While applying to personal cars this is especially important for commercial vehicles which many have tools or additional equipment stored in a van overnight, however as best as possible removing any valuable items from a vehicle reduces the temptation for opportunistic thieves. The old adage “out of sight, out of mind” is very much applicable here, as if valuable items are easily seen they are equally stolen. This is especially important for commercial vehicles as tool thefts rose 30.5% between 2012 and 2016 with the majority of tools stolen from vehicles, according to insurer Simply Business.

  1. Add Additional Security

Adding additional security equipment to your vehicle not only helps to protect it from theft but also potentially offers a route for recovery if the vehicle is stolen. Installing devices such as telematics systems which use GPS location data to track the location of your vehicle in real-time allowing you to trace the vehicle in the event of a theft. While costing an additional monthly fee these systems dramatically increase recovery rates, with our internal data showing that odds are raised from under 50% to 90% with a tracking device installed.

Not all additional security is high-tech, following the increase in car thefts the RAC has reported an increase in low-tech deterrents, such as the steering wheel lock.

  1. Secure Your Keys

The technology that thieves employ is continuously improving notwithstanding the constant march of protection equipment. With the advent of keyless entry on cars there has been a trend of thieves using this technology against owners to quickly and easily unlock and start-up a car without damaging it.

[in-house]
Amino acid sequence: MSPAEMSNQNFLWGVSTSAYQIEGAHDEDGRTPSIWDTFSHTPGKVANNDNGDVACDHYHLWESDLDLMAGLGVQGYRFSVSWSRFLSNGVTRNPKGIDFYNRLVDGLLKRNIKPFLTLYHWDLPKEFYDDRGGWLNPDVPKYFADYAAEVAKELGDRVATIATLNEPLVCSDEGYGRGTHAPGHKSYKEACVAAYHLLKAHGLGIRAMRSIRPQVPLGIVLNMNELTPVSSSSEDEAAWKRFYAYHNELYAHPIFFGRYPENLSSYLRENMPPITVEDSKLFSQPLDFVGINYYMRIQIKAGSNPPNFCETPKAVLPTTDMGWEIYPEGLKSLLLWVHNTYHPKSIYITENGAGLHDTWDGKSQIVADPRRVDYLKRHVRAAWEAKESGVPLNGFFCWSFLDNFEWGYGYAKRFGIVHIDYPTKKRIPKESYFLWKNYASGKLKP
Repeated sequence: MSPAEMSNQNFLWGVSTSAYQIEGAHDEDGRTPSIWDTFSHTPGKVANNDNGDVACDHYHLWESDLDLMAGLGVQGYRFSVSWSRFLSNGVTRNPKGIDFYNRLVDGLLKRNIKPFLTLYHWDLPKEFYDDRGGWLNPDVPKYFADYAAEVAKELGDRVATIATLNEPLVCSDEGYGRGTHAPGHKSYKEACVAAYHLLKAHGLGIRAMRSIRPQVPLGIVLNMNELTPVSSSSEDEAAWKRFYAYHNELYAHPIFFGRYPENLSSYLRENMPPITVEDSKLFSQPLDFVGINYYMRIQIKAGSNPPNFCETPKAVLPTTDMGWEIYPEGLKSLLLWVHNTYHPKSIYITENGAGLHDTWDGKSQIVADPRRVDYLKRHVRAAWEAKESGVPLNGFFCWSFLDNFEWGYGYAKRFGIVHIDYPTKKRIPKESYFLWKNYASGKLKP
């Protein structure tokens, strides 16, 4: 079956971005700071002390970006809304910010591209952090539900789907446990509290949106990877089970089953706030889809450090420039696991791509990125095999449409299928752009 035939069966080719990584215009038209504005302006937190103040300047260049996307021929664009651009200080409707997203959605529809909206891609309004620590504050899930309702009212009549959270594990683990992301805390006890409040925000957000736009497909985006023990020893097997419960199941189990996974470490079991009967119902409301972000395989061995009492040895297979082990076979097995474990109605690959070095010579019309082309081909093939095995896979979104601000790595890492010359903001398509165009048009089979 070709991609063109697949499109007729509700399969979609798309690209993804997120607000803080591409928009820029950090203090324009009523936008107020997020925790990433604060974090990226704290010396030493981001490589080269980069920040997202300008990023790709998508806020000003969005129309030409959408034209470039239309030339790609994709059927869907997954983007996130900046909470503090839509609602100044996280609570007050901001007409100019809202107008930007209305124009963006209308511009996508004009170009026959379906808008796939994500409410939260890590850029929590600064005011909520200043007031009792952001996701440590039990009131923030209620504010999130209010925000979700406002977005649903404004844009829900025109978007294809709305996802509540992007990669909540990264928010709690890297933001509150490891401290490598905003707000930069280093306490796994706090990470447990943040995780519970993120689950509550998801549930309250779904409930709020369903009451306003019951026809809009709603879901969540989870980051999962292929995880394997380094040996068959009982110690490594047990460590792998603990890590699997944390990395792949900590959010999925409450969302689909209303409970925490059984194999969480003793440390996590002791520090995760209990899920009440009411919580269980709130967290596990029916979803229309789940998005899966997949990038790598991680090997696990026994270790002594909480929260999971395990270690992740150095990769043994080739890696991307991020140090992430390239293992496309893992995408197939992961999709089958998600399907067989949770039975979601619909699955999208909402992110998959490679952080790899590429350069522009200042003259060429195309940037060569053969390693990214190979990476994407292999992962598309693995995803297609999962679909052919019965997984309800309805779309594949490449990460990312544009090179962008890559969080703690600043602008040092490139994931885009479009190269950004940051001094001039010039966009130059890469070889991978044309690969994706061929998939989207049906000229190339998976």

In the video below, a group of thieves use a device called a relay to make the vehicle think that the keys are next to the door and unlock as well as start-up the Mercedes in under 5 minutes.

Moving your keys away from the front of the house or building can help to ensure that the relay cannot reach both the keys and the car at the same time. Additionally, placing your keys inside a metal box such as a cash tin can further help to block the signal and reduce the relay’s effectiveness.

  1. Don’t Leave Your Vehicle Unattended

As mentioned above, as the cold weather closes in many people will leave their cars or vans unlocked and idling for a time before driving to de-ice and warm the engine up, with many leaving the vehicle alone completely for “just a minute”. Unfortunately, this accounts for a large number of car thefts as leaving the engine running and key in the ignition makes it very easy to steal.

Additionally, you may find that if your vehicle is stolen while you have left it running with the keys in to go back for something your insurance will be invalidated.

If you are interested in discussing how our security solutions can help to protect your vehicles, please contact us.

Christmas Clock

Over the festive holidays Enigma Telematics opening times are as follows:


Monday 18th to Friday 22nd December: Normal opening hours

Saturday 23rd December: Closed

Sunday 24th December: Closed

Monday 25th December (Christmas Day): Closed

Tuesday 26th December (Boxing Day): Closed

Wednesday 27th December: 0830-1730

Thursday 28th December: 0830-1730

Friday 29th December: 0830-1730

Saturday 30th December: Closed

Sunday 31st December: Closed

Monday 1st January 2018: Closed (New Year’s Day)

Tuesday 2nd January 2018: 0830-1730 (Return to normal hours)

A duty engineer will be available over the Christmas break, please called 0844 800 9926 and listen to the automated message for further details.

Happy holidays from the Enigma Telematics Team!

Tiredness impacts awareness and reaction times and are a major contributing factor in car accidents in the UK. This becomes especially important as the holiday period closes in some companies will find their staff levels are reduced with many employees taking holiday, which can introduce increase stresses on other employees to cover work requirements. The change in work hours can have a detrimental effect on employees that drive for work, impacting their performance and driving ability through increased fatigue.